A myriad of things struck me about Hometowns, even on the first listen. Lead singer Nils Edenloff’s voice sounds incredibly like that of Jeff Mangum, of NMH fame. This was to be expected as I’d read similar comments in a review or two beforehand. However, what the commentary I’d read beforehand failed to address was the diversity of sounds on this record, including boatloads of energy reminiscent of Clap Your Hands Say Yeah, and crushing blows that can evoke Colin Meloy of The Decemberists. For a band I’d never heard before, it all seemed so strangely, and pleasantly, familiar.
What’s most intriguing, if not baffling, to me is how they’re able to fit it all in. The descriptions above are simply of one song! The list could continue to include elements from bands such as Arcade Fire, The Shins, The Get Up Kids and even Brand New. It’s jarring to see this many sounds in one place, though not for an instant do you feel unsettled by its presentation. On this album, rarely does a track’s end even remotely resemble its beginning, making shifts like indie pop to post-punk, and noise to ambient electronic, in a matter of seconds.
Filed under: Releases of the Week | Tags: Creaturesque, folk rock, Fruit Bats, George Harrison, Infomaniac, Modest Mouse, Moonbeams, My Morning Jacket, Nightmare of You, No One's First and You're Next, pop rock, Releases of the Week, The Beatles, The Ruminant Band, The Shins, The Strokes, Throw Me the Statue, Tribute To, Yim Yames
PREVIEW: Download Throw Me the Statue’s “Cannibal Rays” MP3
Every week, 20 Watts rounds up the new releases on our radar; click the link for our full review.
Have suggestions? Leave a comment or e-mail them to firstname.lastname@example.org.
Following up on 2007’s Moonbeams, Throw Me the Statue delivers the logical progression with Creaturesque. Littered with youthful charm and a broad ambition, the band manages to expand their sound into a more comfortable vehicle than before. It’s varied and bright, adding to the large collection of thematically positive music to come out already this year. Still, it seems to stand out with its large collection of influences appealing to a diverse group of fans.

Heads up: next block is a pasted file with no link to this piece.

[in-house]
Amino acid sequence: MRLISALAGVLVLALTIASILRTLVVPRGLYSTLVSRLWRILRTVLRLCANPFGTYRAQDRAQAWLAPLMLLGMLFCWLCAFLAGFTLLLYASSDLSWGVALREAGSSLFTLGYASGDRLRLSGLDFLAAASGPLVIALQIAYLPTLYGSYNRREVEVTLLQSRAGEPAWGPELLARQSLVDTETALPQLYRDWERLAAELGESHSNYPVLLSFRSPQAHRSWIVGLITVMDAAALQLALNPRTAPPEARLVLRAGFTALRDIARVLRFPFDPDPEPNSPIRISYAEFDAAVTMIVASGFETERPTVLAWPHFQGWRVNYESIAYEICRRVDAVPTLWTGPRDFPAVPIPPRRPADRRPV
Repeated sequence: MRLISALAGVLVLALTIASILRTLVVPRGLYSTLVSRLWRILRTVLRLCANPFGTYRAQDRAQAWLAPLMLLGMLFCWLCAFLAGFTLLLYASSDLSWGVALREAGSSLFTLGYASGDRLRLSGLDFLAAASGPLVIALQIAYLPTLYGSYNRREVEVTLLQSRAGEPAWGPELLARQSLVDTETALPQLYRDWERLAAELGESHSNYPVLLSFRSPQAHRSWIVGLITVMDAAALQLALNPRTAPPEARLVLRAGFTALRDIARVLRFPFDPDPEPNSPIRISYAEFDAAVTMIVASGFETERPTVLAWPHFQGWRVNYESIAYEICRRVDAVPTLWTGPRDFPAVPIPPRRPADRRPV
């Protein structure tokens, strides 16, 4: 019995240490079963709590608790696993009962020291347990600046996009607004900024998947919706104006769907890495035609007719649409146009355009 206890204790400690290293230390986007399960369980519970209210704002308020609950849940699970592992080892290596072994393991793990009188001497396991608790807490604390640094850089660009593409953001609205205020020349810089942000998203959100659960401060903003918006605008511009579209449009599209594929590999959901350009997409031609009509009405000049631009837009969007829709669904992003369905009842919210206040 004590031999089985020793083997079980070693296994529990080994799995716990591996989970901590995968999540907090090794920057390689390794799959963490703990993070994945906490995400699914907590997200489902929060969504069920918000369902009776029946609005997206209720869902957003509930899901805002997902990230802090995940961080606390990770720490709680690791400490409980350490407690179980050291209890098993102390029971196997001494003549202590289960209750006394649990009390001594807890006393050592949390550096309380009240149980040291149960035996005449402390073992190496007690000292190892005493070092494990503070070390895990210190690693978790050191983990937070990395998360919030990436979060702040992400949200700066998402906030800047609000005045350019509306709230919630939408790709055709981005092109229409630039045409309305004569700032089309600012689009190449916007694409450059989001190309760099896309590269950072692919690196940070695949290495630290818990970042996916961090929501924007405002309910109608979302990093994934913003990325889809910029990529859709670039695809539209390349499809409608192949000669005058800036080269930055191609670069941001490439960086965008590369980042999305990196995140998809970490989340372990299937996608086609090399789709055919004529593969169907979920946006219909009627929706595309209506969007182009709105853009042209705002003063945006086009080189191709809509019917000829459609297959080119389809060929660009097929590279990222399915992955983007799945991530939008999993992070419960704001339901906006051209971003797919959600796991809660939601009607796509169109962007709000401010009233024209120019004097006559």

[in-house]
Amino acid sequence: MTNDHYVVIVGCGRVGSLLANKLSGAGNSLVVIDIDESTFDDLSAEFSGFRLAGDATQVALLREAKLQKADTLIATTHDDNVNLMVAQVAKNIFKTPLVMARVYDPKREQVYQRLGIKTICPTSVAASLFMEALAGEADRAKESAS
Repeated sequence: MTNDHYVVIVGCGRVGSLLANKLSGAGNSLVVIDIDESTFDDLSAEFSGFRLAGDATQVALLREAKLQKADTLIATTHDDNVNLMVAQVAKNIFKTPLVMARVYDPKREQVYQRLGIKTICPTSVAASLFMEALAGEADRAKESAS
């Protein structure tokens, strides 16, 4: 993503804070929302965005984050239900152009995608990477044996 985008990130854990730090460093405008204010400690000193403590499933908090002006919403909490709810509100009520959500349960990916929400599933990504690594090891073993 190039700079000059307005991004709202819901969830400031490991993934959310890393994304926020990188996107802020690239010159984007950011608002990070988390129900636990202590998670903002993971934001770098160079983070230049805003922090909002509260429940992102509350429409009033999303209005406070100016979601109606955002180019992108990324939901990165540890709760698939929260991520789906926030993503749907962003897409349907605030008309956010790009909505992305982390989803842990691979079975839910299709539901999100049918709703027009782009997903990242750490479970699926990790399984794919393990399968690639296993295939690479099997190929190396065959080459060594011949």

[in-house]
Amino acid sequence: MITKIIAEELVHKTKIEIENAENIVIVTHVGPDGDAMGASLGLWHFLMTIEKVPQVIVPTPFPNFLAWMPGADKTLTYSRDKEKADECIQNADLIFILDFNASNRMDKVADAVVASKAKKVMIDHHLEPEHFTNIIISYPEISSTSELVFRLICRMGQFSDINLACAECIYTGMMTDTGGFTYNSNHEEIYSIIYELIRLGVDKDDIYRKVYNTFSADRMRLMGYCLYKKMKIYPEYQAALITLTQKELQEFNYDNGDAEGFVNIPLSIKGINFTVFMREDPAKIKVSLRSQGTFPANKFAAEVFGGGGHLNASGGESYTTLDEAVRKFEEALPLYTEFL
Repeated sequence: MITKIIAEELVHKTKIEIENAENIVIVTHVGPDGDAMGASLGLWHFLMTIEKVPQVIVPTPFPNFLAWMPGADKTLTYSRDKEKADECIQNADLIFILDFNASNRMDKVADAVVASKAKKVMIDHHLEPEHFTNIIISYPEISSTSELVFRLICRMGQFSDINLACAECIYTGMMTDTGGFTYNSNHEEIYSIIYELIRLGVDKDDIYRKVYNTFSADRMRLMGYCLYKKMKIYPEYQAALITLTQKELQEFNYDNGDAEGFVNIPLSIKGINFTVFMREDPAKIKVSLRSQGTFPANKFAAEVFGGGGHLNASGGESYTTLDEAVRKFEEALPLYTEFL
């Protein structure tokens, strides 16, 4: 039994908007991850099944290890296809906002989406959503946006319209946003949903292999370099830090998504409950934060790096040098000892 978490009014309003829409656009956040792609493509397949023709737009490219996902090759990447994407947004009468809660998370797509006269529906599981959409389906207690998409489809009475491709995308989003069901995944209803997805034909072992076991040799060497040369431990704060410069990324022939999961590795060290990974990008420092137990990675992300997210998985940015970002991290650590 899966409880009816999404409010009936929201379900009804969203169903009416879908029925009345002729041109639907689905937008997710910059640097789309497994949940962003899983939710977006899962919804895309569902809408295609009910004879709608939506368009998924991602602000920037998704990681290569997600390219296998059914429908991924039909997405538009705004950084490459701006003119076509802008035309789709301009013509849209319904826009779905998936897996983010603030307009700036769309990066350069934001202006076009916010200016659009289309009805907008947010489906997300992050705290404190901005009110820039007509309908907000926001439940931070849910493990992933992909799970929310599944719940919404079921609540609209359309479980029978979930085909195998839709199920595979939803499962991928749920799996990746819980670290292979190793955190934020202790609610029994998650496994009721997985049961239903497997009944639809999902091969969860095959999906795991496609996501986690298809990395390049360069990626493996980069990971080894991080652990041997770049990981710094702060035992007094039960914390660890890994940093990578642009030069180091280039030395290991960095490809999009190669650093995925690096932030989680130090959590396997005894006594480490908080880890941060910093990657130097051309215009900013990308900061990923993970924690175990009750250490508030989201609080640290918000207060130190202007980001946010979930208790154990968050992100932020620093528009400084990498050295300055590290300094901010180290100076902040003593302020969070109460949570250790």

Giving fans a look into their best non-album material of the past five or so years, No One’s First and You’re Next is just what Modest Mouse fans need to whet their appetites until the next full length. The eight-song collection shows some great continuity for tracks devised so separately, and overall, ends up being a real treat for Modest Mouse faithfuls. As a word of caution, there will be a few unexpected, but enjoyable, moments sprinkled in as well.
With their fourth proper release, Fruit Bats set out to further distinguish themselves with their own brand of folk rock. For the most part, mission accomplished on The Ruminant Band. Steady and energetic, the album provides a great summer aesthetic, and also distances the band from other similar acts. For anyone who’s spent any extended time with lead singer Eric Johnson and the gang, you’re almost sure to approve as they manage to progress entirely separate of The Shins.
Eight years after George Harrison passed away, Yim Yames’ (My Morning Jacket‘s Jim James) heartfelt cover collection finally comes out of the dark. On Tribute To, Yames looks to give a special thank you to Harrison for meaning what he did to him, as well as close the book on his own personal grieving process. As skeptical as one may be of tribute albums, especially those involving any portion of The Beatles‘ library, this one delivers surprisingly well, giving unique re-workings of the songs Harrison’s fans love so much.
After all of the accolades involved with being 2006’s “next big thing,” everything was going great for Long Island’s Nightmare of You. Then they took a few years to release the follow-up. The result is a much-changed sound, sampling the pop rock stylings of The Strokes, while abandoning some of the edge that made their first release so popular. If you’re just starting with them, perhaps head for 2005’s self-titled debut before continuing.
— John Cassillo, Reviews Editor